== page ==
I’ve been thinking about the great need for personal teshuva [“return”/atonement] and reconciliation in close relationships balanced against the need for wider teshuva/reconciliation work.
In that spirit, today I picked up Walter Mosley’s newest book, The Right Mistake, the third about philosopher ex-con Socrates Fortlaw. This is not the first time Mosley has released a book on themes of teshuva at the high holidays, and I think he manages to hit the need to work on both the small and the large scales while telling a compelling story.
I don’t know how many will be interested in slogging through these excerpts before Yom Kippur, but I offer them for anyone who does have the time and inclination.
May you — and all who dwell on earth — be sealed for a good and
Excerpts from The Right Mistake by Walter Mosley. NY: Basic Civitas Books/Perseus, 2008.
————-(copyright Walter Mosley 2008)—————–
“Mama says I’m bad to the bone,” young Socrates had told his aunt in
her kitchen while she cooked and he sat on the high stool.
“That don’t make you bad,” Bellandra said. She was making corn cakes
for her nephew.
“But what if I am?” the boy asked. “I hit Cindy Rogers ’cause she
wouldn’t gimme some’a her candy.”
“You know what to do about that.”…
“So I am bad?”
“You don’t have to be.”
“But I am today.”
He could see that even now, when he was so far away from the lives
he’d shared and shattered, he was still bullying, using his fists and
his hardened will to break down those he disdained.
“It’s all been wrong,” he said aloud in the empty room that was
haunted by a woman who never gave up on him and never gave him a
break. “But wrong is all right if you know it.”
“All you got to do is turn around,” the ghost whispered. “Turn
around and you will be the man I know you can be.”
“And then will the people I hurt forgive me?” the man asked.
“Will mama love me?”
Socrates didn’t sleep that night. He sat in his chair, got up to
urinate now and again, drank half a bottle of red wine, and wondered
at the strong alchemy it would take to make something right out of
“I thought I wanted forgiveness,” the man whispered in the dark.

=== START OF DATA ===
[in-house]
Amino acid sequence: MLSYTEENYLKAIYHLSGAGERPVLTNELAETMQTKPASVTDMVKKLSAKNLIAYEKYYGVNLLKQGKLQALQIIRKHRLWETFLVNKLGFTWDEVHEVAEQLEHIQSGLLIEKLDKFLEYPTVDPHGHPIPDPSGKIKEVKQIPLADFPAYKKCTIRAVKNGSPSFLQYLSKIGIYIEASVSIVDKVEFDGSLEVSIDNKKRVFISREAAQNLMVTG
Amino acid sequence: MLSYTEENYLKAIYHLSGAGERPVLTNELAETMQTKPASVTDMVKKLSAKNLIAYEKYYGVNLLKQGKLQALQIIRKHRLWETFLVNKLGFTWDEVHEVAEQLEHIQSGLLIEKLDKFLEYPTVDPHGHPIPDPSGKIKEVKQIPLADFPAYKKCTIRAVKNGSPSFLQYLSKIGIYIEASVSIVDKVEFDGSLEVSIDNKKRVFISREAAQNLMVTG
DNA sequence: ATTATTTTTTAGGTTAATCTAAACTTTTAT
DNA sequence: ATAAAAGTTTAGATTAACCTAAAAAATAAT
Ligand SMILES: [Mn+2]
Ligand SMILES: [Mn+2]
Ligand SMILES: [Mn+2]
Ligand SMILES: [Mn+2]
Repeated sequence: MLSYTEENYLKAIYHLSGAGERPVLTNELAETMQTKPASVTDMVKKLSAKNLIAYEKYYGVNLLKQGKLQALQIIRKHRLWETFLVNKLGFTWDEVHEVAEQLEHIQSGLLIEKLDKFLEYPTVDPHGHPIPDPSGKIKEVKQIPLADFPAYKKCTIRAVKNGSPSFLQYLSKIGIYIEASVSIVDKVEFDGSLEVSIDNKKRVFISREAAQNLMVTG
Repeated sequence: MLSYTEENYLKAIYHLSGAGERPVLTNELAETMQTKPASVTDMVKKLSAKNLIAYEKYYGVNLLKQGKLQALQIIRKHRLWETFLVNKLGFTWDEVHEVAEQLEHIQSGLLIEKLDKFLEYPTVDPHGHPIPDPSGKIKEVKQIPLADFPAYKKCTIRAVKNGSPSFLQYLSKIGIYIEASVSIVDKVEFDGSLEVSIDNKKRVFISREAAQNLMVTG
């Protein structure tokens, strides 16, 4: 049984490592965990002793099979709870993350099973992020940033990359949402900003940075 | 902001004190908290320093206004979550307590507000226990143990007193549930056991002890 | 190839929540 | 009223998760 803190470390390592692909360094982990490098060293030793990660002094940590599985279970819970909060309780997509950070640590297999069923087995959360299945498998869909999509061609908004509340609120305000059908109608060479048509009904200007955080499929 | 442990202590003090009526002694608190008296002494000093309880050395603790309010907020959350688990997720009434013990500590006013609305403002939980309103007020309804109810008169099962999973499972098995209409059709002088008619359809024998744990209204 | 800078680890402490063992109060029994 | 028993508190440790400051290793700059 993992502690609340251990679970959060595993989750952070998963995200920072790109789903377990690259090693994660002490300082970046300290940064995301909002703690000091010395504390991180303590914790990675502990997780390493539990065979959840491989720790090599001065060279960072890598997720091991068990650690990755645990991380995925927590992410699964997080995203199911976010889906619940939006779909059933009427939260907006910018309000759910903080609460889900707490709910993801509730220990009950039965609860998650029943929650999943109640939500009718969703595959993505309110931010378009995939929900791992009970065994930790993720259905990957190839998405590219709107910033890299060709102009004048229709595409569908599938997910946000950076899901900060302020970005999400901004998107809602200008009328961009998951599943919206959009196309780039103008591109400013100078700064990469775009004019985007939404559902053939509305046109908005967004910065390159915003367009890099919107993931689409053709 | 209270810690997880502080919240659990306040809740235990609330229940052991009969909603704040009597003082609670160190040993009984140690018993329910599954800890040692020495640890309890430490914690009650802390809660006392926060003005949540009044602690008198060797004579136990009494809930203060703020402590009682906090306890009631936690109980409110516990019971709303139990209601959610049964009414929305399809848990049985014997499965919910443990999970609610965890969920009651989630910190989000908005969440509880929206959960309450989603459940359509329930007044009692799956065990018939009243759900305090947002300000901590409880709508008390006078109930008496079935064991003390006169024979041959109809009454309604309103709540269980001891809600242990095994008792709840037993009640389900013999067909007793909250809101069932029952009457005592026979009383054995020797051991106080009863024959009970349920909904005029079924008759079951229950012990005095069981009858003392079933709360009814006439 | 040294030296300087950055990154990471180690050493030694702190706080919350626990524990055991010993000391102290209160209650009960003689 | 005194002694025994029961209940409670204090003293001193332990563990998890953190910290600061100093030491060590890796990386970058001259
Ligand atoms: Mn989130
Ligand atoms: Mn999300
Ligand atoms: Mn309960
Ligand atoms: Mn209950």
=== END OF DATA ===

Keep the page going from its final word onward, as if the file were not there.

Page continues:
“Man don’t have time for somebody else to say he okay,” Bellandra’s
spirit replied just as if she was still alive. “An’ God don’t care.
All a man can do is make a stand.”
“But I’m just a boy,” the child had said all those years ago.
“But you can be a man,” Bellandra told him.
“By knowin’ what’s right, by livin’ by that even though it takes you
away from your dreams,” she said. “By putting away your bullyin’ an’
hate. Man can on’y do right. It’s the scared boy do wrong.”
“But what’s right?”
Bellandra’s hard face turned to a smile. She held a warm corn cake
to the child’s lips. The man bit into the darkness. [pp.14-16]
“We are here because the world…the whole damn world is messed up,”
Socrates said simply and to the point. “An’ all we do every day is
shut our eyes hopin’ that it’ll get bettah while we ain’t lookin’.”
“…But you know people dyin’ ten thousand miles an’ one block away
from here. We go to bed knowin’ it. And when we wake up it’s still
true. We bring chirren into this world. We make love here. At least
we could take one evenin’ every week or two and ask — just ask, what
is it we could do about this [excrement]?”
The small audience fell under a hush. Their eyes were those of
people engaged in a serious conversation but their tongues were
still, their lips closed.
“You see?” Socrates said, “I could ask you what the weather was and
you might tell me I need an umbrella. I could ask you if you knew a
joke and you’d have me rollin’ on the floor.”
“But if I ask you,” Socrates said, “how can we save some child bound
for prison or the graveyard you just sit there like some voodoo witch
done sewed your lips shut.”
Again Socrates paused. Again he appreciated the struggle in the
bearings of his friends.
“Your mother or sister or child could come runnin’ to you,” the host
added, “screamin’ that there was somebody after them, somebody that
was gonna do them terrible harm. And you would grab a knife or a
baseball bat and run out to protect them — to kill if you had to.
But when I tell you that there’s millions runnin’ and screamin’ right
now all you do is look like you got gas.
“I’m not tryin’ say that it’s just us here. It’s like this all ovah
Los Angeles and California, the United States — all ovah the world.
In Israel and South Africa and Europe too. Ev’ry body sittin’ there
with a sour look on their face while the killers and their prey run
in the night.” [pp.41-42]
Thus Socrates and his neighbors launch “Thinkers’ Meetings.” Won’t
tell you more for fear of spoiling the story…